Show Those Smiles

Helping children put a smile on their faces, medical volunteers from across South Africa are performing life-changing surgery for kids in Mpumalanga born with cleft lip and cleft palates.

It is estimated that a child is born somewhere in the world with a cleft every three minutes — making it the third most common birth defect. And corrective surgery should ideally be carried out within the first 18 months of life. Sadly in many parts of South Africa the public health system is over-burdened and under-resourced. Safe surgery is not always freely available or accessible, and a child may have to wait years for the chance to live a normal life. Without surgery, children with clefts face serious and debilitating long-term health problems and will likely suffer from emotional abuse and isolation.


Operation Smile South Africa, in partnership with the Mpumalanga Department of Health and supported by MySchool MyVillage MyPlanet, are bringing together a team of medical volunteers from across South Africa to transform the lives of 35 children with cleft lip and cleft palate, during a three-day surgical program at Rob Ferreira Hospital, Mbombela.

Sarah Scarth, the Executive Director of Operation Smile South Africa, explains that the longer a child born with a cleft must wait for surgery, the more serious their health, developmental and psychological problems will likely be.  The good news is that cleft conditions can be surgically repaired in as little as 45 minutes by a specialist medical team.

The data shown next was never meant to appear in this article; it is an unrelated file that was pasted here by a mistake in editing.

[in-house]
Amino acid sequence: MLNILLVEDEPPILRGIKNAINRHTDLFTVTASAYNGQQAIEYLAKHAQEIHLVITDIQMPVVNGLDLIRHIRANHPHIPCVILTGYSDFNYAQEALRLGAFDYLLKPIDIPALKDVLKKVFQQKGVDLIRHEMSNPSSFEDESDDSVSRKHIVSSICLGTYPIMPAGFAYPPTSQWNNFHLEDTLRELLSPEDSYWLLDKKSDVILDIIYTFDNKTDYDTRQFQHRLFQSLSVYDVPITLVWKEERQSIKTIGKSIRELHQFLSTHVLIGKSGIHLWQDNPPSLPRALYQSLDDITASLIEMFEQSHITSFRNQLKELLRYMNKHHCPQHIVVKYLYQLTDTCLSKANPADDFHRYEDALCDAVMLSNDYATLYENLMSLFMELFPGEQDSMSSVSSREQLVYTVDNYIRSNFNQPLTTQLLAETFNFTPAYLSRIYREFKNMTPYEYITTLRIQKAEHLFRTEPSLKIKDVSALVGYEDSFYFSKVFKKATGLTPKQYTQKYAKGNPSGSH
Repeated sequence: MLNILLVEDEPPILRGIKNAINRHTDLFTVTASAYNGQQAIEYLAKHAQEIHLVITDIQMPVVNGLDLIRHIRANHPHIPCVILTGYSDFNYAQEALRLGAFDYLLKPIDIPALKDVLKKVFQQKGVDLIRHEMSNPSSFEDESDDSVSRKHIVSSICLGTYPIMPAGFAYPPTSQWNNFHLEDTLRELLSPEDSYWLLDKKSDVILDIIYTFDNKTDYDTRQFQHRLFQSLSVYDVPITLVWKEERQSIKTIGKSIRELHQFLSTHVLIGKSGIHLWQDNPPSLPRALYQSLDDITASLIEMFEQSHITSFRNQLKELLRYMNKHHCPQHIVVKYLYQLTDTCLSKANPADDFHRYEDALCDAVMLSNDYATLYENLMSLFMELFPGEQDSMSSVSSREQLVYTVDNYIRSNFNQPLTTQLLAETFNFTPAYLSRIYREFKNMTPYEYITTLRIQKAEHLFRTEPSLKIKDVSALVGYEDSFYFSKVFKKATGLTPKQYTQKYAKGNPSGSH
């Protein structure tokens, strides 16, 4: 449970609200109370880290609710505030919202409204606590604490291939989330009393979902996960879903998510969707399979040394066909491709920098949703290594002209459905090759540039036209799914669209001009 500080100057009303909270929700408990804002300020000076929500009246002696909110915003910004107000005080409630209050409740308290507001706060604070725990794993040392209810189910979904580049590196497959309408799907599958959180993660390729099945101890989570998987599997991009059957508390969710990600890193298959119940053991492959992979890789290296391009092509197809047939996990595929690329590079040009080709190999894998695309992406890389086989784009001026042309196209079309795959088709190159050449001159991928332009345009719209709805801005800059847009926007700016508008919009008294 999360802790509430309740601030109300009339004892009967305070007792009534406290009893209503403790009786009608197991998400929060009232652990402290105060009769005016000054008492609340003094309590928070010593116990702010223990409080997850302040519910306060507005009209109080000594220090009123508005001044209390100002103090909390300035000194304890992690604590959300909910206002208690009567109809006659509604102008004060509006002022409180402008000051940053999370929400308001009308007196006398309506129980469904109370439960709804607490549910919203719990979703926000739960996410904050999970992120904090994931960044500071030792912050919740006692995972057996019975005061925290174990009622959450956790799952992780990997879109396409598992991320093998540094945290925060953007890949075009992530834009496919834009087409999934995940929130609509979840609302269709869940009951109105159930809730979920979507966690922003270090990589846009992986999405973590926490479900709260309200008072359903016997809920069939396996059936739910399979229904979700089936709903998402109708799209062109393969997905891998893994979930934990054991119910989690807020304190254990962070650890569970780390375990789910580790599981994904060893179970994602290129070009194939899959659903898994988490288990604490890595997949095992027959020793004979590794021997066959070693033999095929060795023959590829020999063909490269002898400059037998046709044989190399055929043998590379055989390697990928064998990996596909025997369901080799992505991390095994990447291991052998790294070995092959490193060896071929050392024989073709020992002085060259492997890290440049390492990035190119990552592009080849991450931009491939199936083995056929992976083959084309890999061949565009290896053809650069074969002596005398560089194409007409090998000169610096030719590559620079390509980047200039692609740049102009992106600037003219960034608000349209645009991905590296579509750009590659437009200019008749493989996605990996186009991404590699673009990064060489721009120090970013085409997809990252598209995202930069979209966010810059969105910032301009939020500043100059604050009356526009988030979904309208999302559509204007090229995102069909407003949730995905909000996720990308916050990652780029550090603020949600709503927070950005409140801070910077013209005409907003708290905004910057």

“We believe everyone born with a cleft deserves access to safe surgery and comprehensive care. We are committed to reducing cleft surgical waiting times and are very pleased to be working with the Mpumalanga Department of Health and Rob Ferreira Hospital to provide high-quality cleft care at no cost to those in the province and surrounding areas,” says Scarth. 


The Operation Smile’s team of volunteers, comprised of specialist plastic and reconstructive surgeons, anaesthetists, paediatricians, nurses, dentists, speech therapists and psychosocial professional will travel to Mpumalanga from across the country to team up with medical staff at Rob Ferreira Hospital in Mbombela.   In addition to the surgical intervention, the weekend program will provide an opportunity for education and training of local medical professionals and surgical registrars.

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